Human digestion is a complex process wherein ingested food is broken into nutrients that can be used by the body for growth, cell maintenance, and fuel. The stomach plays a pivotal role in digestion since it receives and stores ingested food, mixes, softens and breaks it down via mechanical and chemical processing, and then undergoes digestion in a regulated manner for absorption. The goal of the current project is to develop a suite of advanced computational tools to model the digestion process in the stomach and to employ these tools to conduct a comprehensive investigation of the coupled chemo-fluid dynamic mechanisms that underlie gastric digestion. Gastric digestion is implicated in some of the most important health issues of our time: nutrition, food borne illnesses, obesity and diabetes mellitus. Together, these illnesses affect hundreds of millions of people around the world and the research conducted here will have direct application to these health conditions. The computational tools developed here will also find use in other arenas of mechanical, chemical and biomedical engineering. Student training will contribute to a cadre of scientists and engineers who are well-equipped to tackle the increasingly cross-disciplinary nature of research and engineering. Outreach to the K-12 community will leverage local connections with the Baltimore high schools, including women and minority serving institutions.

The project will develop computational tools that couple multifluid flows with biochemical reactions in dynamically deforming domains as well as first-of-their-kind models for dissolution of solid food particles via chemo-fluid mechanisms. Using these tools, new and important insights into the flow physics that drives gastric digestion in health and disease, will be generated. The physics of gastric digestion is driven by three equally important factors ? stomach motility, multifluid/multiphase fluid dynamics, and gastric chemistry and the research project tackles all three of these factors. In particular, the research will answer the following key questions: how does stomach motility determine the mixing, transport, chemical processing and emptying of multi-fluid food mixtures in the stomach? How does the pH-sensitivity of enzymatic activity combine with mixing-induced pH ``microclimates`` to modulate the chemical breakdown of carbohydrate, lipid and protein rich foods in the stomach? How are solid foods processed in the complex chemo-fluid dynamic environment of the stomach and what role do particle-fluid and particle-wall interactions play in this process?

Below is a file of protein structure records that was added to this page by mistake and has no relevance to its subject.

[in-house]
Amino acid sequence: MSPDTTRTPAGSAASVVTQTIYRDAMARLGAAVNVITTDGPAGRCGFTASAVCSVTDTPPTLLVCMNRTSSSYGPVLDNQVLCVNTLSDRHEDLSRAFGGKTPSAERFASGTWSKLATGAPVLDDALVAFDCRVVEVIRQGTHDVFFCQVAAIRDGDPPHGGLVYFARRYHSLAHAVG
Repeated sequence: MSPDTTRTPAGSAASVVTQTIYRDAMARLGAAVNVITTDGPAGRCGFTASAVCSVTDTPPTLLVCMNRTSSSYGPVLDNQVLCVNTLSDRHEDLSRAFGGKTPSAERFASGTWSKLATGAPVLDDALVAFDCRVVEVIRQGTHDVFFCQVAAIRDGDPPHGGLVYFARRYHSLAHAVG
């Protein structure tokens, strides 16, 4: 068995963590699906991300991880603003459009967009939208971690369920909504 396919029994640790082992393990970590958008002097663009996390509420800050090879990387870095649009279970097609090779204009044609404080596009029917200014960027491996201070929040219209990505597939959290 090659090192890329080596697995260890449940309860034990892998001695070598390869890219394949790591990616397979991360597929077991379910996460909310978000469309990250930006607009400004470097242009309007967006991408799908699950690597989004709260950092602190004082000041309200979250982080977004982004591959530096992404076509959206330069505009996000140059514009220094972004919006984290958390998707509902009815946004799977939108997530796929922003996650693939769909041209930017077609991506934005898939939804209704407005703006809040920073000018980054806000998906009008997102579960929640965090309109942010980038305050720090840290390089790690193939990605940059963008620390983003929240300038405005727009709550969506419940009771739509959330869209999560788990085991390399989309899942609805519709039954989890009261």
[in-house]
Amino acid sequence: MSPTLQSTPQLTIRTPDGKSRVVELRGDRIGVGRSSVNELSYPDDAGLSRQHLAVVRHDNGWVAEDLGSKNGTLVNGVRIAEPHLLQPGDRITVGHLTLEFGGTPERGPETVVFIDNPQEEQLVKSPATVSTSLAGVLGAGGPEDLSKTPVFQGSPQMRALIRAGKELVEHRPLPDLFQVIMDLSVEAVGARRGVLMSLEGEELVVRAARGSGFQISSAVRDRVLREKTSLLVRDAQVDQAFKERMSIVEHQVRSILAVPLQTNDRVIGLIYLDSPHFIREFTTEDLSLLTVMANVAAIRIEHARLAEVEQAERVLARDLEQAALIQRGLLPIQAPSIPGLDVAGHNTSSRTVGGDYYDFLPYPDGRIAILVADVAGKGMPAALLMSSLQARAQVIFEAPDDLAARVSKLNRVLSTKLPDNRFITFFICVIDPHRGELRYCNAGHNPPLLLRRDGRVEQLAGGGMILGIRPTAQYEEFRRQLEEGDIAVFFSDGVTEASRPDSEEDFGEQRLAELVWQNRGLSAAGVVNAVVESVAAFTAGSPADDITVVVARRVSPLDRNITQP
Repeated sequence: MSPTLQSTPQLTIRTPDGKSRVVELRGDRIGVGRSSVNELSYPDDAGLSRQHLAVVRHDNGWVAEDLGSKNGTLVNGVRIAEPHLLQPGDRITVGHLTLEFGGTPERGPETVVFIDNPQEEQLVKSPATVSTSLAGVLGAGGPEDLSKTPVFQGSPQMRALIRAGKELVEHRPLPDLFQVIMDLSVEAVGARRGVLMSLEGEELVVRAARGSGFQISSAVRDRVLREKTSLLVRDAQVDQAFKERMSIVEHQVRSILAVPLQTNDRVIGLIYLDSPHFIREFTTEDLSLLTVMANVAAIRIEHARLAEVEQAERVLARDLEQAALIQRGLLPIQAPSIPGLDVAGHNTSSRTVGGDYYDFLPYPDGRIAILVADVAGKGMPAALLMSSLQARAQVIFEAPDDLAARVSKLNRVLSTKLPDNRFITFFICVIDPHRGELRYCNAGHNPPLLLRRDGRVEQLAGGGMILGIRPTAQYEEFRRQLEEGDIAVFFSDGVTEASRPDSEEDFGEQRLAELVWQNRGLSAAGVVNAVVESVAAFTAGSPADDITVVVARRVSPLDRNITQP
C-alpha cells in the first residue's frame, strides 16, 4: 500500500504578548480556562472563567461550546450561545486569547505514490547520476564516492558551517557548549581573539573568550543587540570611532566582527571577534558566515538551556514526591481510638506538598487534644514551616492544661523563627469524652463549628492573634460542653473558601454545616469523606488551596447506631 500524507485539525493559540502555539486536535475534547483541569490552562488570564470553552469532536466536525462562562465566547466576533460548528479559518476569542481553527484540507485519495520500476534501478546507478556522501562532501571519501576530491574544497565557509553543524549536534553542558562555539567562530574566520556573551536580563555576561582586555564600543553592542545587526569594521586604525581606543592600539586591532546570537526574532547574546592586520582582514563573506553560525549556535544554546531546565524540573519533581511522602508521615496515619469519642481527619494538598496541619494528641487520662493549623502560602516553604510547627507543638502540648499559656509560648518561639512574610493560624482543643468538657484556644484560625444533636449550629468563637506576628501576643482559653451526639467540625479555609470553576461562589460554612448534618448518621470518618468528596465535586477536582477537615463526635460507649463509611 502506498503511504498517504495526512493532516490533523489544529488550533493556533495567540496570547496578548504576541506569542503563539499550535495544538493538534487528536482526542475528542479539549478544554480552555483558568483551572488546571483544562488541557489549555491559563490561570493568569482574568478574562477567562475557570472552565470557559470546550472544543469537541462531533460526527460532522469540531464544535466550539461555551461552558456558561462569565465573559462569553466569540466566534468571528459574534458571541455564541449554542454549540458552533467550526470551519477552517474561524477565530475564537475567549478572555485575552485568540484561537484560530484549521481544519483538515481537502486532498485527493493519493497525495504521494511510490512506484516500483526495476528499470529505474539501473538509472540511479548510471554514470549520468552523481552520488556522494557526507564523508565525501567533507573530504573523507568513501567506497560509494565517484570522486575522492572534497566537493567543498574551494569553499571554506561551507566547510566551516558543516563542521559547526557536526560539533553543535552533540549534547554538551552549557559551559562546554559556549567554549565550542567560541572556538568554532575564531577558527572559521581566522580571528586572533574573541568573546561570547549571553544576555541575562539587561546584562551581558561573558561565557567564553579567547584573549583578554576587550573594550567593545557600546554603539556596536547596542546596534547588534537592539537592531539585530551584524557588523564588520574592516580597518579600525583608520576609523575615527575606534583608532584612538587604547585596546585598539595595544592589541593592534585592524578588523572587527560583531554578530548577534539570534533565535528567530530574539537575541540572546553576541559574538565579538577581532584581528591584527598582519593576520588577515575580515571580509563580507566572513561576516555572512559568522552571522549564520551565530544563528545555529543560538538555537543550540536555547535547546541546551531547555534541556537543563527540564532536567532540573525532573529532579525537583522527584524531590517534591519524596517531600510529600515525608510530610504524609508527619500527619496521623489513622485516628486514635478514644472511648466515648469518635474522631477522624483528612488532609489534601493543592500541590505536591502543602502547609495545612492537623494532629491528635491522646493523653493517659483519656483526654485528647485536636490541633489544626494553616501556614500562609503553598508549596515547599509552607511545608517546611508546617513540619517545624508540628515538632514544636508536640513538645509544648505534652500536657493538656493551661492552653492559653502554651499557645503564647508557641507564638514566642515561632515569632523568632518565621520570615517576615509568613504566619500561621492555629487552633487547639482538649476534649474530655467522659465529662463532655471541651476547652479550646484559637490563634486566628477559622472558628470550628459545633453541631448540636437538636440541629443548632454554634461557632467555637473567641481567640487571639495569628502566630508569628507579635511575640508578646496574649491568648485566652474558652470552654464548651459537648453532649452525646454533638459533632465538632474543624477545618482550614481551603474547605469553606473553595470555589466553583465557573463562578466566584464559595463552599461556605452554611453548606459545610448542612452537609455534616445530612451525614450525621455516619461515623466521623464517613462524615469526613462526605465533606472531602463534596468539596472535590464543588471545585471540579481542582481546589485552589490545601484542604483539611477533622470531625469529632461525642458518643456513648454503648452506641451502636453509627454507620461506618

This award reflects NSF's statutory mission and has been deemed worthy of support through evaluation using the Foundation's intellectual merit and broader impacts review criteria.

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Johns Hopkins University
United States
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